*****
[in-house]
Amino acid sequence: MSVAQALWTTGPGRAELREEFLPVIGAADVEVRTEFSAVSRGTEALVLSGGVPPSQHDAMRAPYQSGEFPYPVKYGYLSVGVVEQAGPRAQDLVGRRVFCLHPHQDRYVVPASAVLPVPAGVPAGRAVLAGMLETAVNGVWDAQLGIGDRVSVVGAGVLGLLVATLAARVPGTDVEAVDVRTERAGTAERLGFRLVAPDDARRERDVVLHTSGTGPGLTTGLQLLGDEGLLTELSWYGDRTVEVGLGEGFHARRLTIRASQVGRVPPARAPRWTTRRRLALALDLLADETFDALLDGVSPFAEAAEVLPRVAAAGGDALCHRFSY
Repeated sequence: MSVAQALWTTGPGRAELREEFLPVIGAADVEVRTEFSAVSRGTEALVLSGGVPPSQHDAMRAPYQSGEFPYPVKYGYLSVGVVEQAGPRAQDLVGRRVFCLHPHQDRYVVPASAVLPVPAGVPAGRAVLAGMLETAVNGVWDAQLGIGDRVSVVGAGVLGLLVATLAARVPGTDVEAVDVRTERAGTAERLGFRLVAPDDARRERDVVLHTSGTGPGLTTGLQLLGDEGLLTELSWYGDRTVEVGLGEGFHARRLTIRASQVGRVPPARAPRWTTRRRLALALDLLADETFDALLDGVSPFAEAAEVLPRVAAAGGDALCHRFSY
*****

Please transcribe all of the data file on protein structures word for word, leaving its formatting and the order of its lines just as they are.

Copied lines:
[in-house]
Amino acid sequence: MSVAQALWTTGPGRAELREEFLPVIGAADVEVRTEFSAVSRGTEALVLSGGVPPSQHDAMRAPYQSGEFPYPVKYGYLSVGVVEQAGPRAQDLVGRRVFCLHPHQDRYVVPASAVLPVPAGVPAGRAVLAGMLETAVNGVWDAQLGIGDRVSVVGAGVLGLLVATLAARVPGTDVEAVDVRTERAGTAERLGFRLVAPDDARRERDVVLHTSGTGPGLTTGLQLLGDEGLLTELSWYGDRTVEVGLGEGFHARRLTIRASQVGRVPPARAPRWTTRRRLALALDLLADETFDALLDGVSPFAEAAEVLPRVAAAGGDALCHRFSY
Repeated sequence: MSVAQALWTTGPGRAELREEFLPVIGAADVEVRTEFSAVSRGTEALVLSGGVPPSQHDAMRAPYQSGEFPYPVKYGYLSVGVVEQAGPRAQDLVGRRVFCLHPHQDRYVVPASAVLPVPAGVPAGRAVLAGMLETAVNGVWDAQLGIGDRVSVVGAGVLGLLVATLAARVPGTDVEAVDVRTERAGTAERLGFRLVAPDDARRERDVVLHTSGTGPGLTTGLQLLGDEGLLTELSWYGDRTVEVGLGEGFHARRLTIRASQVGRVPPARAPRWTTRRRLALALDLLADETFDALLDGVSPFAEAAEVLPRVAAAGGDALCHRFSY